As I  stated  last January: “The DOTC is the government agency that perhaps has the most daily interaction with the public because they oversee our land, air and sea travel and our communications infrastructure – the lifeblood of the country. Sadly, it is also the most ineffective. The mismanagement of the MRT/LRT is a continuing saga and now they are even asking for a fare increase, which at the very least, is at the same level of bad timing as rearranging the deck chairs on the Titanic.” Of course, my personal pet peeve is the inability to secure license plates for a new car in a reasonable period of time as opposed to six months or more. For someone who had excellent credentials, the DOTC chief has mismanaged his department in multiple ways.”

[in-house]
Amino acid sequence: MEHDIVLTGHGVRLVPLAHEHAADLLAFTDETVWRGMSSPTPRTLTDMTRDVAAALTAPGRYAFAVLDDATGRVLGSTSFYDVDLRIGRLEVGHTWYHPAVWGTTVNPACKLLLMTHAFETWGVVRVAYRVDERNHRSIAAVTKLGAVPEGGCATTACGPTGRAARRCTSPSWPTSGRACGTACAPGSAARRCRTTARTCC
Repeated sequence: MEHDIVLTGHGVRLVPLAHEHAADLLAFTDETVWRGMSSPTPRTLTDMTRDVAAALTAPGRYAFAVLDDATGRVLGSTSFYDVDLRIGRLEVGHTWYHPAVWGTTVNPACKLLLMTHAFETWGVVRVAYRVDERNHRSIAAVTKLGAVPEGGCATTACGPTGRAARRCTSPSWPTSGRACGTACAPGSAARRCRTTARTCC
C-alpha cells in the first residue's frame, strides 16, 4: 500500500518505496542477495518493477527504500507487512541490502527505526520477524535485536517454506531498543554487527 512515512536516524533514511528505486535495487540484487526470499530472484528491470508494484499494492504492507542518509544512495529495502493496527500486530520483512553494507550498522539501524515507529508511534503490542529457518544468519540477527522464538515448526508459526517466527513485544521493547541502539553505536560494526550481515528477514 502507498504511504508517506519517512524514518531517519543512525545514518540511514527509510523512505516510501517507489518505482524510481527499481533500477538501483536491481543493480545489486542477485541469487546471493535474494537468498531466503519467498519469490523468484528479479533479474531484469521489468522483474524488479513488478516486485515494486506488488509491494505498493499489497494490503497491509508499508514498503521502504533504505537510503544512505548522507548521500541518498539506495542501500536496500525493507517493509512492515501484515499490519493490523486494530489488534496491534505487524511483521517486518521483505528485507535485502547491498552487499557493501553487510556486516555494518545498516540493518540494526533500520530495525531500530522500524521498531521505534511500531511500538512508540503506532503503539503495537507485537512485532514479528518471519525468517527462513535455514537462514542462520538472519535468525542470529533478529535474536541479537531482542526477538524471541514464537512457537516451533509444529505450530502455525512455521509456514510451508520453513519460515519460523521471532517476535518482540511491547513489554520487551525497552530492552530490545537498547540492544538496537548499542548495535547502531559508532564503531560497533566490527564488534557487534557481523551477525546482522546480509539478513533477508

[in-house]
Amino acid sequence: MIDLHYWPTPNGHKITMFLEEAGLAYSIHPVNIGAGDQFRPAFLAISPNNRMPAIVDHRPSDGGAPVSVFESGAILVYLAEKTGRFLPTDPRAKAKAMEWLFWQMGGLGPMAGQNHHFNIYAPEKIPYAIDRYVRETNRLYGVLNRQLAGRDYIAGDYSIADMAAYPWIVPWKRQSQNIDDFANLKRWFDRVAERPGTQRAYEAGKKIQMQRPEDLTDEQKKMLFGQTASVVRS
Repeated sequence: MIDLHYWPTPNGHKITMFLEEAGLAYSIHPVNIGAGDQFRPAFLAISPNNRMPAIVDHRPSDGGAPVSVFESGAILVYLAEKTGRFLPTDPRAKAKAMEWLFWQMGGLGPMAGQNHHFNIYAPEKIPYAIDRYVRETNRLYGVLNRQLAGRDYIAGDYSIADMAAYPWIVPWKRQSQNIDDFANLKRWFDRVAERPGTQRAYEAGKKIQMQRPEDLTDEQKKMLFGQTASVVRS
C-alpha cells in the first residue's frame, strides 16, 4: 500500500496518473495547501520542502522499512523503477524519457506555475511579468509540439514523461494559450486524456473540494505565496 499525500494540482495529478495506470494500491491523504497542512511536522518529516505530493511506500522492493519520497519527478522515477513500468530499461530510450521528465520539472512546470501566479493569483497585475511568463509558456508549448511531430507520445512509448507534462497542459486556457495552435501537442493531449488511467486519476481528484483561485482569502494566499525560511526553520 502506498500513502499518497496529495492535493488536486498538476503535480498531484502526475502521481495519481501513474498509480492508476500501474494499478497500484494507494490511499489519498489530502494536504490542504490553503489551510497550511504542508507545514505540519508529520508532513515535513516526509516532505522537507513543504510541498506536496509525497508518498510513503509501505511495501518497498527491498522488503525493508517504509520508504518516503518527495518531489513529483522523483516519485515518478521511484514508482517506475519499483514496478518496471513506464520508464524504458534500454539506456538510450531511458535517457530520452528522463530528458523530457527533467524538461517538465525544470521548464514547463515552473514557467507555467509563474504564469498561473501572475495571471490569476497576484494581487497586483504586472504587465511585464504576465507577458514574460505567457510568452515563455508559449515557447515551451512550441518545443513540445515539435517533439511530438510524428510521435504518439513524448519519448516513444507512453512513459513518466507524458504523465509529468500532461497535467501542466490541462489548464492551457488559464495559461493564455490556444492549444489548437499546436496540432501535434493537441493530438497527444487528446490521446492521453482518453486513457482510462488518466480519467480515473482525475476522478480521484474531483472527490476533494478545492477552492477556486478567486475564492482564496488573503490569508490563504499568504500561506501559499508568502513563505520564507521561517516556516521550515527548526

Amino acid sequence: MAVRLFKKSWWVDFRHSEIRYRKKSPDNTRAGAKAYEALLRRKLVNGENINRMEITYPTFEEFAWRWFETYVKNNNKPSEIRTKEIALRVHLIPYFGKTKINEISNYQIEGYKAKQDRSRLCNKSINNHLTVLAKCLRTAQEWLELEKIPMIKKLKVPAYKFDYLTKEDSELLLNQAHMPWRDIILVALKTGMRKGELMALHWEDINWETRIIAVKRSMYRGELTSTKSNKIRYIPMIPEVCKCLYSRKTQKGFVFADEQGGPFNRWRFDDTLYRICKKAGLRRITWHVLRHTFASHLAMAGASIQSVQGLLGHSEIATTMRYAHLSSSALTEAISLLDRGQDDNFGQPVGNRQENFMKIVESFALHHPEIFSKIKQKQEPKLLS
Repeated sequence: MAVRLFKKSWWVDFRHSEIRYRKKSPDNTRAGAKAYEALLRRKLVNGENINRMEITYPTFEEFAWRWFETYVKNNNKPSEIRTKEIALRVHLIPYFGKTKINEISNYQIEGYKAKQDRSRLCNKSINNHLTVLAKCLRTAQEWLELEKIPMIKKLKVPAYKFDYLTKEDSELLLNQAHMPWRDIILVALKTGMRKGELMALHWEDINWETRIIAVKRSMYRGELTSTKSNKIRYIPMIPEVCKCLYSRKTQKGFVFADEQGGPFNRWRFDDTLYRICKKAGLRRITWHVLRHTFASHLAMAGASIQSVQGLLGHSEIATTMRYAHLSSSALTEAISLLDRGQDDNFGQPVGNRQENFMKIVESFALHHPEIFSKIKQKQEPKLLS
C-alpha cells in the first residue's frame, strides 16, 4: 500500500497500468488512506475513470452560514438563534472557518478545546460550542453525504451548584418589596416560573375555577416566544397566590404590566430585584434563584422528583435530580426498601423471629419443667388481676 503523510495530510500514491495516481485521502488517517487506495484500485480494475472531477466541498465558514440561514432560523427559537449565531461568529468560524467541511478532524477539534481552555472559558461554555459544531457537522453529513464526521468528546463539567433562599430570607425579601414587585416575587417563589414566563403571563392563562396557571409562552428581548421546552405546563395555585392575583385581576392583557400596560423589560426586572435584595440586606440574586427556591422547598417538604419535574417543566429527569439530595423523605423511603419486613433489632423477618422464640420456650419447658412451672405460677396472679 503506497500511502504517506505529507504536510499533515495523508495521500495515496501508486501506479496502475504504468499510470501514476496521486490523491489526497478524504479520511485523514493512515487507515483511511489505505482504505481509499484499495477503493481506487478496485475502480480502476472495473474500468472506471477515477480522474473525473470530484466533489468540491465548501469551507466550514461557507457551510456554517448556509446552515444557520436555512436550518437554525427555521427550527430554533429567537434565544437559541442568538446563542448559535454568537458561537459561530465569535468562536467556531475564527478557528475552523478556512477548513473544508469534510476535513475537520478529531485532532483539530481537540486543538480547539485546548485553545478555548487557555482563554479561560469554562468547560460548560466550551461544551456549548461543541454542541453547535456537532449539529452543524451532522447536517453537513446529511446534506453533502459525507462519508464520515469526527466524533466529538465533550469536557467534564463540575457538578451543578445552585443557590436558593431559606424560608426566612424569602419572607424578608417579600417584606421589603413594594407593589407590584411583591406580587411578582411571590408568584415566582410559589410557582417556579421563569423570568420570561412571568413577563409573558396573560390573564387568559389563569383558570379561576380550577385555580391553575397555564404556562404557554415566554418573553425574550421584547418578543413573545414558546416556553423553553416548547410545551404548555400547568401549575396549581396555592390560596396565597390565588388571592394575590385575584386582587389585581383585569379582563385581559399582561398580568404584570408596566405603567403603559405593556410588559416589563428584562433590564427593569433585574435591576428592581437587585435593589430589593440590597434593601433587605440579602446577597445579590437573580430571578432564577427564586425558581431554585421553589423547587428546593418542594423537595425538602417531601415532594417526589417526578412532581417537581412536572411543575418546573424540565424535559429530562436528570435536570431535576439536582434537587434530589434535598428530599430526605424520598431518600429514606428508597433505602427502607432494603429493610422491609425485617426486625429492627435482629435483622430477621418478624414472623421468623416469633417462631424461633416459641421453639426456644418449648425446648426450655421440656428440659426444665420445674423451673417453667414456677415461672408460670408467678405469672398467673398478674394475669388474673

Three months later, such mismanagement style has reached a new low. With the obvious go signal of the DOTC Secretary, LTO came out with the ridiculous policy of “No Plate, No Travel” effective April 1. When I read the LTO announcement on March 31, I immediately called my Chevrolet agent (Kristofferson Santuille) and berated him for not having secured my license plates since my purchase six months ago. After further reflection, I realized it is not the dealer who created the customer inconvenience, but the LTO who for years has failed to deliver license plates promptly. Adding insult to injury, I am now told ridiculous fines including impounding the car, can be imposed. The consumers are now being penalized for the shortcomings of government.